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New Member


Need some guidance on how best to configure the following scenario;

Establishing VPN tunnel between my company and a business partner. They have one network on their side 192.168.53.x and we have many on our side, but none are in conflict with this address space. The challenge I have is that our inside networks were set-up in registered space (129.1.x.x etc...) and clearly the business partner shouldn't have to set routes on their side to these illegal addresses. The VPN tunnel is terminating on the outside of our PIX. Since I currently only have a couple of users that need access I configured an additional DMZ segment off of the PIX at 10.250.80.x and have moved the users to that segment. The business partner only needs to know that new address range and everything seems to work. My problem is the scalabiltiy of the solution. Soon I will need more users and I know this band-aid will not scale. How can I get my internal networks to be able to access the tunnel? Ideally I'd like the business partner to only have to know the 10.250.80.x network.

Any thoughts would be helpful. I've tried a number of things, but with no success.

Using PIX-515 w/ 4 FE interfaces and FOS version 6.2(2). I plan to upgrade to 6.3(2) this week.

Cisco Employee


You should be able to do this with the policy-based NAT feature in 6.3(2) code. This allows you to NAt certain traffic based not only on source adress but on dest address as well. You can NAT all your traffic that's going over the VPN to the 10.250.80.x network and NAT it as normal if it's destined for the Internet. Something like the following should work (haven't tested it though):

access-list natvpn permit ip any

nat (inside) 50 access-list natvpn

global (outside) 50

access-list crypto permit ip

nat (inside) 0 access-list crypto

crypto map mymap 10 ipsec-isakmp

crypto map mymap 10 set peer

crypto map mymap 10 match address crypto

crypto map mymap 10 set transform-set myset

Since NAT happens BEFORE encryption within a PIX, you NAT the traffic first based on the fact that it's destined for the remote partner network (that's the first set of 3 lines above).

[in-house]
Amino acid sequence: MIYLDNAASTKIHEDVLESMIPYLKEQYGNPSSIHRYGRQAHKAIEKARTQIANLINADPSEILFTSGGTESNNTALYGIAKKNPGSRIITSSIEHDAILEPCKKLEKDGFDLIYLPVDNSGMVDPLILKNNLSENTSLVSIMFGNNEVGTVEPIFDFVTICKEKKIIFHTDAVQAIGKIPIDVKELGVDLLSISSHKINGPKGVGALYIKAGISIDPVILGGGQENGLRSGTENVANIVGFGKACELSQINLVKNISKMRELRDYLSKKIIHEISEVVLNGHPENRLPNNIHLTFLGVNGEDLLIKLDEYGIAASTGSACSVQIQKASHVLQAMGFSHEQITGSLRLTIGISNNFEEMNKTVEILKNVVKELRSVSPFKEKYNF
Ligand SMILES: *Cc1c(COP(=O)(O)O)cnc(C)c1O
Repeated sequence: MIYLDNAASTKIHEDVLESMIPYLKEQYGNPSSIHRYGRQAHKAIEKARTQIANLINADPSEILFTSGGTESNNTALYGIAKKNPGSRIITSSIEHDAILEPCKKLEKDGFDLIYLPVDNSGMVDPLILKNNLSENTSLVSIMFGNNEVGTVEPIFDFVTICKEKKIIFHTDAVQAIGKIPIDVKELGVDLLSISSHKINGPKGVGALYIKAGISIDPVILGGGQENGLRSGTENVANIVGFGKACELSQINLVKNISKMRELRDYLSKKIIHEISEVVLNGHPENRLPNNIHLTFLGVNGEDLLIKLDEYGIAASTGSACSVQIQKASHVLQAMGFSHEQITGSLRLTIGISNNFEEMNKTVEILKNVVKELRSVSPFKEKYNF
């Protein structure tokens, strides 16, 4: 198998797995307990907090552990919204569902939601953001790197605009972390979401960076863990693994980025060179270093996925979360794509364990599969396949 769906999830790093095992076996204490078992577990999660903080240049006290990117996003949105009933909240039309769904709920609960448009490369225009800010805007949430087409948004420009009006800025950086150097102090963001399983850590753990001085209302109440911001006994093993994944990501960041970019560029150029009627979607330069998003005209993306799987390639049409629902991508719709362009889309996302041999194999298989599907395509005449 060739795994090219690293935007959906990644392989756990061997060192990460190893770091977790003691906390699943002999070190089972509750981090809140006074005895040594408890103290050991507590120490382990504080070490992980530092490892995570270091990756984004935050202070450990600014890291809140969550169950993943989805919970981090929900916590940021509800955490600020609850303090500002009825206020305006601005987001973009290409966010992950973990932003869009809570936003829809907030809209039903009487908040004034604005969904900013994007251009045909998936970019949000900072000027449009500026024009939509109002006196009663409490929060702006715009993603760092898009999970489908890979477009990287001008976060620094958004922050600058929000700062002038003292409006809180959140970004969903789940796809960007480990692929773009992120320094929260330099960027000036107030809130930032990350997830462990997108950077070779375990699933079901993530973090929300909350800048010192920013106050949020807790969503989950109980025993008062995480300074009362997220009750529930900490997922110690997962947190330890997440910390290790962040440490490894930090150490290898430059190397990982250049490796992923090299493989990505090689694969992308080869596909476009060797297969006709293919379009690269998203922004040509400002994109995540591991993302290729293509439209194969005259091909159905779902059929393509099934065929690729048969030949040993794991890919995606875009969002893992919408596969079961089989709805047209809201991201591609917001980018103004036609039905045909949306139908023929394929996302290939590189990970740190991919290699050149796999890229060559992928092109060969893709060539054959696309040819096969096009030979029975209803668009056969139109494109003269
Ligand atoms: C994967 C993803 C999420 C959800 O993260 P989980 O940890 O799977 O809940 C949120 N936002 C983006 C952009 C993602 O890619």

You then set up your encryption ACL based on the already-NAT'd traffic, so anything coming from the NAt pool going to the partner subnet will be encrypted and sent over the tunnel. Note here, you may or may not need the "nat 0 acess-list" statement I included, you could try it without it first cause I don't think it's necessary. It shouldn't hurt either way though if it's in there or not.

With this config of course all your users need to be on the inside segment, not the DMZ, but that'll be more scalable for you in the long run as you requested. If you want to test it with users on the DMZ first then just add the following:

nat (dmz) 50 access-list natvpn

New Member


I was able to upgrade to 6.3(2), but the ideas above didn't work for me. Once set-up I turned on "debug icmp trace" and tried to ping from an inside machine to the partner network. It basically gave me an echo-request from the original inside address to the partner address without translation. I also noticed that when I do a "show access-list natvpn" it shows (hitcnt=0) which tells me that my traffic must not be interesting enough...

I do have static translations set-up on the PIX, but none that should be impacting this configuration.

I also have a "nat (inside) 10 0 0". Could this be interfering?

Any thoughts would be great.

Cisco Employee


Your current "nat (inside) 10 0 0" statement is probably taking precedence over the new NAT command. I must admit I haven't played around with the order of preference of the new policy NAT at all.

what you can try is changing your current:

> nat (inside) 10 0 0

> global (outside) 10 .....


> nat (inside) 51 access-list Internet

> access-list Internet permit ip any

> global (outside) 51 ......

and then the natvpn ACL should be looked at first, and when there's no matches in that it'll look at the Internet ACL and NAT it accordingly.

New Member


I had tried changing the order of the NAT id without luck. I'm going to try removing the 10.250.80.x segment all together and see if I can get any insight into the problem.

If I don't have a DMZ segment on the 10.250.80.x network will I still be able to create a "global (outside) 50"? Or do I have to have the segment in order to do the translation?

New Member


Success! I didn't end up needing to disable the interface. I was testing primarily using PING and since I didn't see a translation I assumed that was the problem since PIX translates first then looks for permissions. It turns out that I didn't have ICMP permitted for my inside host. It was a little tricky getting the precendence for the NAT pools correct, but at the end it only worked properly when I changed the "nat (inside) 51" command to use an access-list (internet) instead of "".

All is great except now the PDM tells me that it doesn't support Policy NAT! Win one lose another... Thanks for all your help.

New Member


Actually the NAT precendence is due to the order not the ID or use of access-list. When you do a "show nat" the partner network needs to be first and then the Internet.

Makes sense, everything is order driven on the PIX. Soon they will have to update the system like they did for access-list's and provide "nat (inside) line 1 50 access-list partner-vpn"...

Just a thought...

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